Drug information of Bacampicillin


Drug group:

It is used to treat bacterial infections

Mechanism of effect

During absorption from the gastrointestinal tract, bacampicillin is hydrolyzed by esterases present in the intestinal wall. It is microbiologically active as ampicillin, and exerts a bactericidal action through the inhibition of the biosynthesis of cell wall mucopeptides


Bacampicillin is a prodrug of ampicillin and is microbiologically inactive


Absorbed following oral administration

Drug indications

For infections at the following sites: upper and lower respiratory tract; skin and soft tissue; urinary tract and acute uncomplicated gonococcal urethritis, when due to sensitive strains of the following organisms: Gram-positive: streptococci (including S. faecalis and S. pneumoniae) and nonpenicillinase-producing staphylococci; Gram-negative: H. influenzae, N. gonorrhoeae, E. coli, P. mirabilis, Salmonellae and Shigellae


Usual Adult Dose for Upper Respiratory Tract Infection: 400 to 800 mg orally every 12 hours for 7 to 10 days, depending on the nature and severity of the infection
Usual Adult Dose for Gonococcal Infection - Uncomplicated: 1.6 g orally plus 1 g probenecid as a single dose.
Usual Adult Dose for Otitis Media: 400 to 800 mg orally every 12 hours for 10 to 14 days, depending on the nature and severity of the infection.
Usual Adult Dose for Cystitis: 400 mg orally every 12 hours for 3 to 7 days, depending on the nature and severity of the infection.
Usual Adult Dose for Pneumonia: 800 mg orally every 12 hours. Therapy should continue for 7 days if pneumococcal pneumonia is suspected or up to 21 days if other organisms are responsible.
Usual Adult Dose for Skin or Soft Tissue Infection: 400 to 800 mg orally every 12 hours for 7 to 10 days or for 3 days after acute inflammation resolves, depending on the nature and severity of the infection.
Usual Pediatric Dose for Skin and Structure Infection
Children >25 kg: 25 mg/kg/day in 2 equally divided doses at 12 hour intervals.
Usual Pediatric Dose for Pneumonia
Children >25 kg: 50 mg/kg/day in 2 equally divided doses at 12 hour intervals

Drug contraindications


Side effects

Besides the urticarial rash of hypersensitivity to bacampicillin, a delayed hypersensitivity maculopapular rash may occur 10 to 12 days after bacampicillin therapy is begun.

Hypersensitivity reactions have included rare cases of interstitial nephritis, Henoch-Schonlein Purpura, focal glomerulonephritis and Stevens-Johnson syndrome.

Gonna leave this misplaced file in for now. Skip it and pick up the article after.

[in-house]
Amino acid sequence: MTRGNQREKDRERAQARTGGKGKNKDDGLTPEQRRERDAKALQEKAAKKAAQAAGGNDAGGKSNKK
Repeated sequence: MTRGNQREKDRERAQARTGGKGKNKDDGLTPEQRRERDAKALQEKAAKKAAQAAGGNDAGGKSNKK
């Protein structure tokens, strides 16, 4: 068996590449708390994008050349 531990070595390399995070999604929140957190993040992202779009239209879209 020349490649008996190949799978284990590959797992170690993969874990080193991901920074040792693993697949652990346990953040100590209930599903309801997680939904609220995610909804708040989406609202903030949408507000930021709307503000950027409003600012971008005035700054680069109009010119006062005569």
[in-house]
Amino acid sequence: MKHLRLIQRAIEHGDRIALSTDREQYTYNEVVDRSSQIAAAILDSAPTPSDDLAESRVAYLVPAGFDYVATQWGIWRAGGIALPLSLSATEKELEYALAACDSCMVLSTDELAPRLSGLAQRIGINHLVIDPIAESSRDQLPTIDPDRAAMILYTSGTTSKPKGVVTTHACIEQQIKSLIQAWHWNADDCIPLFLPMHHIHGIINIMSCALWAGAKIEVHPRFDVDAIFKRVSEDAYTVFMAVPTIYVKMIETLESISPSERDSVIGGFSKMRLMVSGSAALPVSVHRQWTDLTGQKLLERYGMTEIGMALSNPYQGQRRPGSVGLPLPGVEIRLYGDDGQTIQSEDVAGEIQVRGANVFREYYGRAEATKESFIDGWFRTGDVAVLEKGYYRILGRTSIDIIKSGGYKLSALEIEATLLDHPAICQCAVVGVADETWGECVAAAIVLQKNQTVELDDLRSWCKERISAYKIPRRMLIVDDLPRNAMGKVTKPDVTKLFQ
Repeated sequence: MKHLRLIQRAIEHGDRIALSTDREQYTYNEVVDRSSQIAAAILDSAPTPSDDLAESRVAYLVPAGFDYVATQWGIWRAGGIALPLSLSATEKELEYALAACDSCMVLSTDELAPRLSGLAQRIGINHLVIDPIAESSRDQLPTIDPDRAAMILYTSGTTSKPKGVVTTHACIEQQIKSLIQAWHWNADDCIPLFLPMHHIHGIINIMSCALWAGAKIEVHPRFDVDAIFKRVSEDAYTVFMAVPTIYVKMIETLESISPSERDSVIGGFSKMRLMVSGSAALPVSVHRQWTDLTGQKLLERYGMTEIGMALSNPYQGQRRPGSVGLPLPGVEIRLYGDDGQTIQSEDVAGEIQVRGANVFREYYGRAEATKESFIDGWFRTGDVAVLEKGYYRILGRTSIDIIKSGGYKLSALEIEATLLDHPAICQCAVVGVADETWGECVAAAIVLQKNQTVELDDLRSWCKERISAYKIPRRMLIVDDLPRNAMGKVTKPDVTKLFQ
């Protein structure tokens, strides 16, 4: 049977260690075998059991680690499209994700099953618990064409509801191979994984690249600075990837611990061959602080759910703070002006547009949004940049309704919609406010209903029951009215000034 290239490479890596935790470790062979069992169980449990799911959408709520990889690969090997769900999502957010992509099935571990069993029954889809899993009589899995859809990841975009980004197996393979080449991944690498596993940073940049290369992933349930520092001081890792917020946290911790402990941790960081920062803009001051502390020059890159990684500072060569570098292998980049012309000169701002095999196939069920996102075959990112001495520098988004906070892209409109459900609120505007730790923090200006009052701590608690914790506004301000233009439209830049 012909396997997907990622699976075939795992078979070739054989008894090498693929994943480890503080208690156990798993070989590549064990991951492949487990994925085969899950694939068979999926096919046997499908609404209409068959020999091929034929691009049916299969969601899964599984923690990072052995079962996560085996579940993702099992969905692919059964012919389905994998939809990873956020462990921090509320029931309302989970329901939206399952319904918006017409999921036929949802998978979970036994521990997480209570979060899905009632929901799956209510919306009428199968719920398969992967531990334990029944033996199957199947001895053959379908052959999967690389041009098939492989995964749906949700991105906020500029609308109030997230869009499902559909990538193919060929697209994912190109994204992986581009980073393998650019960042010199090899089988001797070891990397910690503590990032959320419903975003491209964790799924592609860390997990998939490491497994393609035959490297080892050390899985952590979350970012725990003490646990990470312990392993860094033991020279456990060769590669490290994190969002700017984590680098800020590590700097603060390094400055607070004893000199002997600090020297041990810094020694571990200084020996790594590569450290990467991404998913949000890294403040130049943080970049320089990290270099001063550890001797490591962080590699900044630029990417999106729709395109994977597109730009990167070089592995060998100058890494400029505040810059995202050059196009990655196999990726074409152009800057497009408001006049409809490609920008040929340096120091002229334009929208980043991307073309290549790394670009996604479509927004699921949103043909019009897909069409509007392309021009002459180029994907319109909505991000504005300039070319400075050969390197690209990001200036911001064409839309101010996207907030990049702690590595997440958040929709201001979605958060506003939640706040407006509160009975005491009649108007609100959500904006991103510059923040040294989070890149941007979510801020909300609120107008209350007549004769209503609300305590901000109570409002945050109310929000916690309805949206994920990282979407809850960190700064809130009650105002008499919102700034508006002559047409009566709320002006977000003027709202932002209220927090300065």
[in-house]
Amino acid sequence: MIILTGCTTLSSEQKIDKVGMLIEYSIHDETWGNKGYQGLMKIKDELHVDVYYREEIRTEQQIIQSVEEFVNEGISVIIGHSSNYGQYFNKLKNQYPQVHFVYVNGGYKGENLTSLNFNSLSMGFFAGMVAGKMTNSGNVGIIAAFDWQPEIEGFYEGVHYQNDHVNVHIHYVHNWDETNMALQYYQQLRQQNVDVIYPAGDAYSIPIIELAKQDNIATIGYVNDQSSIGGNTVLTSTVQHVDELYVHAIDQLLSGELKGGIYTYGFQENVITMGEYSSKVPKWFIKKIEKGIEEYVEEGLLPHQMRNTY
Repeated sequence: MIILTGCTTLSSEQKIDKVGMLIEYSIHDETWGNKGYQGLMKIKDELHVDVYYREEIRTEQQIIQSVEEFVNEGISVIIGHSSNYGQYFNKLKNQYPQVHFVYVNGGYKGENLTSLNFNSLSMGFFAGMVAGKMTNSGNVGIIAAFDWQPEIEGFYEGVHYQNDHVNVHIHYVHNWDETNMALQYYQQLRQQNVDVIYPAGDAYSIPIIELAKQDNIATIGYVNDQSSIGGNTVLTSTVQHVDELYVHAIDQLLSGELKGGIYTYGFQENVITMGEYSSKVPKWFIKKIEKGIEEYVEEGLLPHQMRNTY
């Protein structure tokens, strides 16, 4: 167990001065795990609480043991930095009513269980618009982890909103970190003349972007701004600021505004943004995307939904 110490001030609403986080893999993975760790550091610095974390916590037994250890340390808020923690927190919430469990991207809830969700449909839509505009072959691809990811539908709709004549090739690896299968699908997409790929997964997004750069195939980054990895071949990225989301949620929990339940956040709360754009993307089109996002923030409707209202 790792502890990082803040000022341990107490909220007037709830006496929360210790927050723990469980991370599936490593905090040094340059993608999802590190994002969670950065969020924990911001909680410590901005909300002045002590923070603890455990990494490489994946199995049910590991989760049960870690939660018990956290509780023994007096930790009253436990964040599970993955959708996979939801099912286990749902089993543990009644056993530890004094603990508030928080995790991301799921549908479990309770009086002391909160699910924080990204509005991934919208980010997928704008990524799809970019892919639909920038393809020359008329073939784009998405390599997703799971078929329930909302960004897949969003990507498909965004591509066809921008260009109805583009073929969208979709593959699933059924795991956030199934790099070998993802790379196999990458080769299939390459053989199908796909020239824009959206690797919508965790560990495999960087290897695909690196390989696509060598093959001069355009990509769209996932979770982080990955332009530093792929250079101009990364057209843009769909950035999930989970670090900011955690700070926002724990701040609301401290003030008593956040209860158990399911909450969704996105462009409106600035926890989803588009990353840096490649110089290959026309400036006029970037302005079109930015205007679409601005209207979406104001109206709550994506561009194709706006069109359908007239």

Hypersensitivity reactions occur in up to 5% of patients treated with bacampicillin. Such reactions may include urticarial rashes, edema, hypotension, fever, eosinophilia, Stevens-Johnson syndrome, and dyspnea. Anaphylaxis is rare. Bacampicillin should not be given to patients with a penicillin allergy.

Gastrointestinal adverse effects occur in 2% to 5% of treated patients and may include diarrhea, nausea, vomiting, and abdominal cramps. Rare cases of hepatitis and pancreatitis have been reported with ampicillin, the active form of bacampicillin. Monitoring of liver function tests is recommended in patients with liver dysfunction.

Bacampicillin-associated diarrhea is usually self-limited and is likely related to alterations in the intestinal microflora. Such alterations may predispose patients to the development of diarrhea from Clostridium difficile toxin. Rare cases of transiently increased liver function tests and chronic cholestasis associated with ampicillin have been reported.

Acute pancreatitis associated with ampicillin has been reported and confirmed by rechallenge with ampicillin in a patient with no other obvious cause of pancreatitis.

Rare cases of thrombocytopenia, leukopenia, red cell aplasia, and anemia have been reported.

Hematologic adverse effects of bacampicillin are rare and include thrombocytopenia, red cell aplasia, and anemia

allopurinol, aluminum carbonate, aluminum hydroxide, anisindione, atenolol, azithromycin,
balsalazide, bcg, bifidobacterium infantis, calcium carbonate, cholera vaccine, live, cimetidine, clarithromycin, demeclocycline, dexlansoprazole, dicumarol, didanosine,
dihydroxyaluminum sodium carbonate, dirithromycin, doxycycline, entecavir, erythromycin,